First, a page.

Showing posts from March, 2007

Hundreds Rally Against Gateway Project

An overflowing crowd packed the East Delta Community Hall to hear speakers call for a stop to the South Fraser Perimeter Road, Deltaport Expansion and the province's "Gateway Project." Organizers estimated that close to a thousand people came to at least part of the rally. The Gateway Project includes a plan to expand a long stretch of Highway One leading into Vancouver and twin the Port Mann bridge. Another part of the project, the South Fraser Perimeter Road, will destroy Burn's Bog, remove over a thousand acres of farm land and increase pollution around several schools in Delta. Although people came from West Vancouver, Lion's Bay and Vancouver, it was clear that majority of the those present were from south of the Fraser River. Proponents of the province's plan have tried to claim that there is near universal support for their project in communities south of the Fraser. A group of 17 cyclists travelled from Vancouver to the rally and cyclists also rode f

Trucks on the Port Mann

The recent Vancouver Sun editorial ( “Gateway is important for our future economic well-being” March 22 nd ) repeated the big lie that Highway One expansion is necessary to accommodate truck traffic volumes. In actual fact only 10% of the traffic on the Port Mann bridge is truck traffic. If the other 90% of drivers were given viable public transit options there would be more than enough room for truck traffic on the existing bridge.

Protesters Outnumber Supporters at 2010 Olympic Ceremony

Protesters greatly outnumbered public supporters at Olympic flag lighting ceremony in Vancouver. In the public viewing area the chants of the protesters drowned out the speakers for most of the ceremony. People chanted “Homes not Games,” “No Olympics on Stolen Native Lands,” and “No Justice, No Peace.” Security for the event at city hall was tighter than at previous Olympic ceremonies and some commented this was an ominous indication of things to come for the city of Vancouver. Police and other security personnel ringed the entire two blocks and everyone who entered city hall grounds was supposed to be subjected to a search. Early on police turned away one person because he was wearing a bandanna. He was able to enter the grounds later. When a large group of protesters arrived at the site the police initially tried to prevent them from entering the grounds. However, the crowd moved on to a different location where they overwhelmed the police and passed the perimeter. The polic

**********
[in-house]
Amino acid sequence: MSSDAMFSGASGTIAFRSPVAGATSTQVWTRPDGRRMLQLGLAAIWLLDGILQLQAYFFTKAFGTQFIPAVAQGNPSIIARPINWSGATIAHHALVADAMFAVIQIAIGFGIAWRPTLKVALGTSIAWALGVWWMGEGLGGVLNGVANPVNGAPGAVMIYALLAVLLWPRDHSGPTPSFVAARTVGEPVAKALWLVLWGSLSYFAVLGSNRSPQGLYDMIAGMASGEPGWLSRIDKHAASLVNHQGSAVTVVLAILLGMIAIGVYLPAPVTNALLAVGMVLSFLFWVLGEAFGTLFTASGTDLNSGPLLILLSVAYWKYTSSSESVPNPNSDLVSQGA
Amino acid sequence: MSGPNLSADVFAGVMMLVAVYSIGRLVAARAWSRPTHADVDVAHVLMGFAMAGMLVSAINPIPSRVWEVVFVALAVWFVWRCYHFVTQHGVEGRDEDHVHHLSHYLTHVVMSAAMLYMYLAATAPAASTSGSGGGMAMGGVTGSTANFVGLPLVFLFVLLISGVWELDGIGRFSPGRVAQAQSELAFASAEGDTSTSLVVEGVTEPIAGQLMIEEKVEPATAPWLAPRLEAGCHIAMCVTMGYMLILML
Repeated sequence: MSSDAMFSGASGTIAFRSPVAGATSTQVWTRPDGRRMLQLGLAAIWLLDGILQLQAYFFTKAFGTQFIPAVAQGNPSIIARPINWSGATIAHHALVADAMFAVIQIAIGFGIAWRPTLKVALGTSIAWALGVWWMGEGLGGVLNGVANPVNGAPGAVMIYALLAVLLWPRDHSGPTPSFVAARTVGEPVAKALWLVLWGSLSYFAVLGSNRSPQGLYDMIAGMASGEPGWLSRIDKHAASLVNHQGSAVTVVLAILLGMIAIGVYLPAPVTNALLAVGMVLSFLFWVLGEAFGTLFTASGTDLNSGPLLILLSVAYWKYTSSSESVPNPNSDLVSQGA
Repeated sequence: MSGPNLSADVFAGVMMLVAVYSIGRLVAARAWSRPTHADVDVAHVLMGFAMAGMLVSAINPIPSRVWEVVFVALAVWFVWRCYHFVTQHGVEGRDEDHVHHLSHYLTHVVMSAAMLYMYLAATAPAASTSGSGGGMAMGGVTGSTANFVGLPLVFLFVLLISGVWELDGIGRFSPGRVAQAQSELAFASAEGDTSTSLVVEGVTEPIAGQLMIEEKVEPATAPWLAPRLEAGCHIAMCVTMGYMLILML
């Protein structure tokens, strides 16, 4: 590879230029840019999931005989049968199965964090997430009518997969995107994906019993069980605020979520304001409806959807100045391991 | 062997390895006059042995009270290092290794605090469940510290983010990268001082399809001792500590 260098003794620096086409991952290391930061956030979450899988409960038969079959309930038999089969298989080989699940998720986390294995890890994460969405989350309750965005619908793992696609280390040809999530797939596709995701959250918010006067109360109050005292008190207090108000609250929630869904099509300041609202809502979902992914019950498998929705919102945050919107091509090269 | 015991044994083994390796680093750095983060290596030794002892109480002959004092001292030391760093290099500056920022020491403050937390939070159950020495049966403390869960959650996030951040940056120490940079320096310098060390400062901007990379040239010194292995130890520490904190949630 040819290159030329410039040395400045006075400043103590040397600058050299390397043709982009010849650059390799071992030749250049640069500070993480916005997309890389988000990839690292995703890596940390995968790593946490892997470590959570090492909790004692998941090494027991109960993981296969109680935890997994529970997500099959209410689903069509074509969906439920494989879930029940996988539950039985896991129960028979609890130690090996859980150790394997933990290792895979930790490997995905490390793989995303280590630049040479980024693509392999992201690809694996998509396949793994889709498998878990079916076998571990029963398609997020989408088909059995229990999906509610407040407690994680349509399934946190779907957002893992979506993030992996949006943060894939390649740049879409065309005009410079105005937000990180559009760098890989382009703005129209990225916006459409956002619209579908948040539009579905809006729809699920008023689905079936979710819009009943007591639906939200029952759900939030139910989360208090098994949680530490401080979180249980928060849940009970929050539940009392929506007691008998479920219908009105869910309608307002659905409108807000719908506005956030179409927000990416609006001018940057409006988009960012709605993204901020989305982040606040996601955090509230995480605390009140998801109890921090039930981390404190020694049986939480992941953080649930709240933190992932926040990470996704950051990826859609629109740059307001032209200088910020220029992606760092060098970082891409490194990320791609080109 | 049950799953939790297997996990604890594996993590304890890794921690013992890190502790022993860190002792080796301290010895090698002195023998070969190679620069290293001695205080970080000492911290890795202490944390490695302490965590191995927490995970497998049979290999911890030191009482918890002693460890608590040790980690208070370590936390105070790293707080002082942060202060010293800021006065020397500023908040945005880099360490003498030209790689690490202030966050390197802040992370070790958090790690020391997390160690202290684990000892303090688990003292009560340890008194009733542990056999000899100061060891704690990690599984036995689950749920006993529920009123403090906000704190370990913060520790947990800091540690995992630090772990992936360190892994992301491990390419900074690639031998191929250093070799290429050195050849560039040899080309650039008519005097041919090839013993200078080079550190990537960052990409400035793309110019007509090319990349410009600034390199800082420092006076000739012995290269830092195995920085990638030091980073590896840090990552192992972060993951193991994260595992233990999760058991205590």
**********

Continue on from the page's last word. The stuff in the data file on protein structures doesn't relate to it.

Update on Arrests at Betty Krawczyk's Sentencing

The two supporters of Betty Krawczyk who were arrested following her sentencing were released without a clear explanation of what they were charged with and with no date to appear in court. One of those arrested said he assumed that they would be charged with violating the court injunction that was read to them. He hopes to challenge it in court. The court order was against anyone blocking doors in the courthouse and he believe that the bailiffs were the one primarily blocking the doors. Highway activists remain defiant in spite of the sentence given to Krawczyk. The organizer behind said, “Ten months in prison, the judge said, is necessary as a "deterrent" to further action – Betty's, and ours.In spite of all the injustice surrounding her treatment, we must remember the fundamental reason why Betty is in jail now. She is there because it is fully unjust, corrupt and obscene to continue building highways through living communities, whether inhabited by

Wilderness Protector Sentenced to 10 months – Law Courts Locked Down.

Betty Krawczyk was sentenced to 10 months in prison today for her involvement in protests against highway expansion at Eagleridge Bluffs. When observers of the proceedings attempted to ask questions about the extraordinary security measures in place, the court security responded by locking down the courts for almost two hours. Hundreds of people had shown up well before the 9 AM start time for the hearing. Many were angry that Krawczyk was being sentenced by the same judge who had recently sentenced Harriet Nahanee. Nahanee died from pneumonia which she may have picked up while in jail. Courtroom security decided to implement extraordinary security measures, checking bags, refusing entry to those with bags and even doing prolonged inspections of bicycle helmets. These security measures had not been in place for any other trail involving Eagleridge Bluff protesters. By slowing the process for people entering the courtroom, less than one third of the observers were able to get int